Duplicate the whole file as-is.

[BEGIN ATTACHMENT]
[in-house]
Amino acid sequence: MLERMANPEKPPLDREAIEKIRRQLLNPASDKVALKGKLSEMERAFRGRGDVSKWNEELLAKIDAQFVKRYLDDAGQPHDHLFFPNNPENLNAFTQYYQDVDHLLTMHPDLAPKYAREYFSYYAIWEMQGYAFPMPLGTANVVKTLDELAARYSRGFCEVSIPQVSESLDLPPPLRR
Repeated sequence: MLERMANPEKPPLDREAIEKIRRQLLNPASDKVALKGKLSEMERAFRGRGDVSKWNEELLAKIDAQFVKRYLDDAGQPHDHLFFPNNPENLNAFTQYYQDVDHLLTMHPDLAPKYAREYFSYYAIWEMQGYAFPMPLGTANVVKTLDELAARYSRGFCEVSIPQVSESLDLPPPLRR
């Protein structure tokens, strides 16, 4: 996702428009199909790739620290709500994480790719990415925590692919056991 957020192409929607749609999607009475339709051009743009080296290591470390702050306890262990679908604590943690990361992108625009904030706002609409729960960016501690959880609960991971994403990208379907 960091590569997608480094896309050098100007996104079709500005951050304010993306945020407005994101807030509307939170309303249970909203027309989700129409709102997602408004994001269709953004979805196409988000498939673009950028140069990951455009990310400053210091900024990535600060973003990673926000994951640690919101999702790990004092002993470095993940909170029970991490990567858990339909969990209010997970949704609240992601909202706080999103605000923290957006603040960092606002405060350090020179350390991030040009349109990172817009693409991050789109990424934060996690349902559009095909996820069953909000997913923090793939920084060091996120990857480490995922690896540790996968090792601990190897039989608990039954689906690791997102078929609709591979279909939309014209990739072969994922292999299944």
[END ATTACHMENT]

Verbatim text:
[in-house]
Amino acid sequence: MLERMANPEKPPLDREAIEKIRRQLLNPASDKVALKGKLSEMERAFRGRGDVSKWNEELLAKIDAQFVKRYLDDAGQPHDHLFFPNNPENLNAFTQYYQDVDHLLTMHPDLAPKYAREYFSYYAIWEMQGYAFPMPLGTANVVKTLDELAARYSRGFCEVSIPQVSESLDLPPPLRR
Repeated sequence: MLERMANPEKPPLDREAIEKIRRQLLNPASDKVALKGKLSEMERAFRGRGDVSKWNEELLAKIDAQFVKRYLDDAGQPHDHLFFPNNPENLNAFTQYYQDVDHLLTMHPDLAPKYAREYFSYYAIWEMQGYAFPMPLGTANVVKTLDELAARYSRGFCEVSIPQVSESLDLPPPLRR
């Protein structure tokens, strides 16, 4: 996702428009199909790739620290709500994480790719990415925590692919056991 957020192409929607749609999607009475339709051009743009080296290591470390702050306890262990679908604590943690990361992108625009904030706002609409729960960016501690959880609960991971994403990208379907 960091590569997608480094896309050098100007996104079709500005951050304010993306945020407005994101807030509307939170309303249970909203027309989700129409709102997602408004994001269709953004979805196409988000498939673009950028140069990951455009990310400053210091900024990535600060973003990673926000994951640690919101999702790990004092002993470095993940909170029970991490990567858990339909969990209010997970949704609240992601909202706080999103605000923290957006603040960092606002405060350090020179350390991030040009349109990172817009693409991050789109990424934060996690349902559009095909996820069953909000997913923090793939920084060091996120990857480490995922690896540790996968090792601990190897039989608990039954689906690791997102078929609709591979279909939309014209990739072969994922292999299944």